Professor Kathy Stanchi returns to discuss her latest book, Feminist Judgments: Rewritten Opinions of the United States Supreme Court, as it relates to some current events and conversations. Read the previous Q&A here.
Temple Law School (TLS): Tell us about the project. What does it do, and what are its goals? Why is the project important?
Kathy Stanchi (KS): The Feminist Judgments project seeks to write the feminist resistance in law by rewriting key judicial decisions using feminist reasoning. Our first volume takes on 25 SCOTUS decisions related to gender. The authors of those rewritten decisions were required to situate themselves as a Justice at the time of the original decision – they could use only the record of the case and the legal precedent in place at the time. Like any judge, they brought their own perspective, experiences and interpretation to the case. However, unlike most judges, the perspective of our authors was feminist.
The goal was to show that law is so much more than the calling of “balls and strikes” or the application of firm black-letter rules. It is a deeply cultural process in which life experience and perspective matter. We hoped that requiring our authors to use only the record of the case and existing legal precedent would prove our hypothesis that a feminist jurisprudence was and is possible with the Constitution and statutes that exist right now – and we were right. Every opinion in the book shows how the court could have reached a different kind of decision just by having judges with a different view of the law in place at the time.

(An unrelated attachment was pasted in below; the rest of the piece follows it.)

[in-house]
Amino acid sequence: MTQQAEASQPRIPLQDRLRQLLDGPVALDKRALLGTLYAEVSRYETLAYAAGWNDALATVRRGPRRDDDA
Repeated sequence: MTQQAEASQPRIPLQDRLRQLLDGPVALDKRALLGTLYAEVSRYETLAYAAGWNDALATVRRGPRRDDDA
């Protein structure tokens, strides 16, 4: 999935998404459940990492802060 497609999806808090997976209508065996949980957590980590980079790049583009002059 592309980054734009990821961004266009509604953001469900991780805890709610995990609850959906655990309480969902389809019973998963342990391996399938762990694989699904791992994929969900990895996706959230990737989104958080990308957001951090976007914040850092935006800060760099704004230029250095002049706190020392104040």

TLS: “Feminist” can mean different things to different people, and it is often considered a divisive word. Can you define or explain the feminism of the book?
KS: The feminism of the book is inclusive and celebrates diversity. It certainly encompasses the quest for women’s equality, but is bigger and broader than that. It endorses justice for all people, particularly those historically marginalized because of gender, sexuality, ethnicity, race or other characteristics. That means that white feminists have to confront their race privilege and straight feminists have to confront their heteronormative ideas. It means wealthy feminists have to acknowledge how their social class might skew their thinking. It is also inclusive of men. Many cases in the book consider how some laws, like those that rely on sex stereotyping, can harm men as much as, if not more so, than women. I see feminism is a process of questioning and probing to the end of fairness and justice.
TLS: What do you say to those who might regard the project as merely an academic exercise?
KS: I’d say they are wrong! Feminist Judgments is a highly pragmatic inquiry fusing law practice with feminism. We aren’t writing law review articles. We are writing judicial decisions, bringing feminism to the practice of law, and essentially writing a script for feminist lawyers and judges. I see it as a deeply practical but radical act of legal writing. The project’s practical methodology provides striking proof that the outcomes of these cases were not in any way inevitable or mandated by the existing rules – and perhaps more important, that the law that developed from these decisions did not have to develop the way it did.